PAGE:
Dealing With Stress

Stress Balls

It’s an emotion which we all experience, to varying degrees for varying reasons, and for varying lengths of time. The whirlwind of stress can take anyone by hook or by crook, but much as we try as a modern society to mitigate its root causes and its impact on those whom it disproportionately affects, it grips autistic people generally far more strongly. In fact if there was a single defining symptom of people who live with autism, I’m afraid it is stress in my opinion. And under the same umbrella of stress I also define anxiety and worry.

There are some problems with putting autistic people like eggs into one basket. It results in irresponsible stereotypes that can corrode the foundation of human communication between one another and lead oftentimes well-meaning individuals to have either too high or too low, or inappropriate expectations of autists. At one extreme they are seen as undercapable manchildren who care little beyond Thomas the Tank Engine, and at the other we have the equally ill-conceived ‘Rain Man’ and ‘Curious Incident’ types.

Perhaps more sensibly, the triad of impairments are used by many psychologists and other mental health professionals to determine if someone is autistic. These three pillars comprise of the deficiency of ‘Social Communication’, ‘Social Interaction’ and ‘Social Imagination’. Although this is undeniably more on point, it takes one autistic person to know one. Who has authored as many books as Chris Packham, invested as much effort into making life better for others (by which we mean other animals!) as Temple Grandin has, or masterminded a film as grand of a scale and budget as Ghostbusters like Dan Aykroyd? These are social achievements which anyone, neurotypical or not, would struggle not to be proud of and that’s to put it mildly.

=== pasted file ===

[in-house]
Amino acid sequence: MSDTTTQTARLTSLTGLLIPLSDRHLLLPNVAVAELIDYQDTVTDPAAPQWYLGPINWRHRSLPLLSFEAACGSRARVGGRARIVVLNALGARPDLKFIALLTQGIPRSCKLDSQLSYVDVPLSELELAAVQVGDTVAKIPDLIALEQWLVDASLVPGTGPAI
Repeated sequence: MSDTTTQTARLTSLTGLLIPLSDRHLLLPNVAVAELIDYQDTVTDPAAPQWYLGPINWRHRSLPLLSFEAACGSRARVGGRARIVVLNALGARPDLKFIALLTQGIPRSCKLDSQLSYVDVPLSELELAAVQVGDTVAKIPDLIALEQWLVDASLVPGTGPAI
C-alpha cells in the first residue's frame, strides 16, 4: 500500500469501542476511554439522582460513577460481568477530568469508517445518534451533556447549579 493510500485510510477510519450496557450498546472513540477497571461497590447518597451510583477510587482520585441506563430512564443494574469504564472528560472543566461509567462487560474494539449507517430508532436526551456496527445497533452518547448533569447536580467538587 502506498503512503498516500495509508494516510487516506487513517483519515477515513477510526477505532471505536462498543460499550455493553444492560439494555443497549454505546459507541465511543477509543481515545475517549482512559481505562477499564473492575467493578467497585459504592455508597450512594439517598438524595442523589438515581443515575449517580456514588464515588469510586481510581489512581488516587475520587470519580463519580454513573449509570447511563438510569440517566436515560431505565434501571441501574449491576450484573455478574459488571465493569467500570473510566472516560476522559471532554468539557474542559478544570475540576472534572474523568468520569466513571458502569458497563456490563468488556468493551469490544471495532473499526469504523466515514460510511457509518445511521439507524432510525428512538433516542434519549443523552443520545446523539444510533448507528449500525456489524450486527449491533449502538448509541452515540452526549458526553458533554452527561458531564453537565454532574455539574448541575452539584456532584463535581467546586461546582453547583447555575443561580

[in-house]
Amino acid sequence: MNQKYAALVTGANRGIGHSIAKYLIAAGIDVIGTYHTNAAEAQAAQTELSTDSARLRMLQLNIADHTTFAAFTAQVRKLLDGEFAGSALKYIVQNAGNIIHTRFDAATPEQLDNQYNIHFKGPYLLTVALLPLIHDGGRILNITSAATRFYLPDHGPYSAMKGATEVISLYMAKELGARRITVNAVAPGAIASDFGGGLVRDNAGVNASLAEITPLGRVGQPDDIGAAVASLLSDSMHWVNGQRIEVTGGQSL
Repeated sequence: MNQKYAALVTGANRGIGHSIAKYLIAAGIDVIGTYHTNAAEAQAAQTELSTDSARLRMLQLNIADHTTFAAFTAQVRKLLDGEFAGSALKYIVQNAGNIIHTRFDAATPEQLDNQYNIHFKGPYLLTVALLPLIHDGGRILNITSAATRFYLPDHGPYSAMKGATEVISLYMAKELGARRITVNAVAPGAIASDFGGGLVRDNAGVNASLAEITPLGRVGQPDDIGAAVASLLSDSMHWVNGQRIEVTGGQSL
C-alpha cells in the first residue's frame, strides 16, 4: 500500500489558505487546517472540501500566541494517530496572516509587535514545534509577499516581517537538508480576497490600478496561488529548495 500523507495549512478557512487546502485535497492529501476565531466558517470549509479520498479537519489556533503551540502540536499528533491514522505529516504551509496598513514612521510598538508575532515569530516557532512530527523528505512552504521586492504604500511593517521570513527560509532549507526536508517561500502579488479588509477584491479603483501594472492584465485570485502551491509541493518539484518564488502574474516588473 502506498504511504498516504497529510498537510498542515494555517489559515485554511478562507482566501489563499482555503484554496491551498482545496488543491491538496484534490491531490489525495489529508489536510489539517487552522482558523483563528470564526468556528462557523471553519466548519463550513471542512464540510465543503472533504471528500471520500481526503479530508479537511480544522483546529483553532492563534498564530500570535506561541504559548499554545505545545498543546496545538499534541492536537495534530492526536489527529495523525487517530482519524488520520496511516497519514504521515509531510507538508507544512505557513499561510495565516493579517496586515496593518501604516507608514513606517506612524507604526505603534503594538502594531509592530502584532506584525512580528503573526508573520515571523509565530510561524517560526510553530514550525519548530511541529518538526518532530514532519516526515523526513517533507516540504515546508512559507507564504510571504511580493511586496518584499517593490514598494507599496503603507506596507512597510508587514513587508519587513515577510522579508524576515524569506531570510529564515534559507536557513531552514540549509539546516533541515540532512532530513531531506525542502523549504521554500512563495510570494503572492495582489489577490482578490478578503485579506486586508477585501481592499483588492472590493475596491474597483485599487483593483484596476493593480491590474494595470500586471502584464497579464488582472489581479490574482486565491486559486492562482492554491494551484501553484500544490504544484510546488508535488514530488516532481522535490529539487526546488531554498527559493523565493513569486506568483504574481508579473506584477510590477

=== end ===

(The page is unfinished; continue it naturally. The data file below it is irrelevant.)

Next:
We can get people with the disability who have made great strides in life to get a degree, good job, house and partner, and others who for all they try can manage to say a couple words. But the bottom line is that God will always see them for their nature and soul with complete regard to the obstacles in their way. It’s most certainly not a competition. And God will see you, addressing you neutrally but not discriminatively as a predominately neurotypical readership, for the fair and reasonable adjustments you make in view of helping them, again not necessarily succeeding in your aims and hopes but with your heart most certainly in the right place.